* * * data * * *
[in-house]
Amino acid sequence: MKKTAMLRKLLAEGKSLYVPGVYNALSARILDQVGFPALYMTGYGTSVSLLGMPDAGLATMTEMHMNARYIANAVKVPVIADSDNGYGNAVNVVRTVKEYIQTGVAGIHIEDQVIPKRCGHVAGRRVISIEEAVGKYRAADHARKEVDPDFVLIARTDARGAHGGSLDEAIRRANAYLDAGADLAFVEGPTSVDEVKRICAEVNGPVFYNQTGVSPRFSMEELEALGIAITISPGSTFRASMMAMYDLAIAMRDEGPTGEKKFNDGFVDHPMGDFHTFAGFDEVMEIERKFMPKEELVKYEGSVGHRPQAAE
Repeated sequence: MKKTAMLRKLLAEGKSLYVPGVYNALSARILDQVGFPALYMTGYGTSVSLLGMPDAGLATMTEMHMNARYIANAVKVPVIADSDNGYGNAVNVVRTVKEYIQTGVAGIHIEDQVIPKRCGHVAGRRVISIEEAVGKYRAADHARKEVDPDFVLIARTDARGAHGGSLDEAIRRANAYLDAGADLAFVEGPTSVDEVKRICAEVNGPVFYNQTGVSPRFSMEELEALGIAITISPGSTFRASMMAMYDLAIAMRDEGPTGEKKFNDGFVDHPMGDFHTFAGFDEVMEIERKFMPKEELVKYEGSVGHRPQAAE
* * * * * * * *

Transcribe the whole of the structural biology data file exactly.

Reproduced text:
[in-house]
Amino acid sequence: MKKTAMLRKLLAEGKSLYVPGVYNALSARILDQVGFPALYMTGYGTSVSLLGMPDAGLATMTEMHMNARYIANAVKVPVIADSDNGYGNAVNVVRTVKEYIQTGVAGIHIEDQVIPKRCGHVAGRRVISIEEAVGKYRAADHARKEVDPDFVLIARTDARGAHGGSLDEAIRRANAYLDAGADLAFVEGPTSVDEVKRICAEVNGPVFYNQTGVSPRFSMEELEALGIAITISPGSTFRASMMAMYDLAIAMRDEGPTGEKKFNDGFVDHPMGDFHTFAGFDEVMEIERKFMPKEELVKYEGSVGHRPQAAE
Repeated sequence: MKKTAMLRKLLAEGKSLYVPGVYNALSARILDQVGFPALYMTGYGTSVSLLGMPDAGLATMTEMHMNARYIANAVKVPVIADSDNGYGNAVNVVRTVKEYIQTGVAGIHIEDQVIPKRCGHVAGRRVISIEEAVGKYRAADHARKEVDPDFVLIARTDARGAHGGSLDEAIRRANAYLDAGADLAFVEGPTSVDEVKRICAEVNGPVFYNQTGVSPRFSMEELEALGIAITISPGSTFRASMMAMYDLAIAMRDEGPTGEKKFNDGFVDHPMGDFHTFAGFDEVMEIERKFMPKEELVKYEGSVGHRPQAAE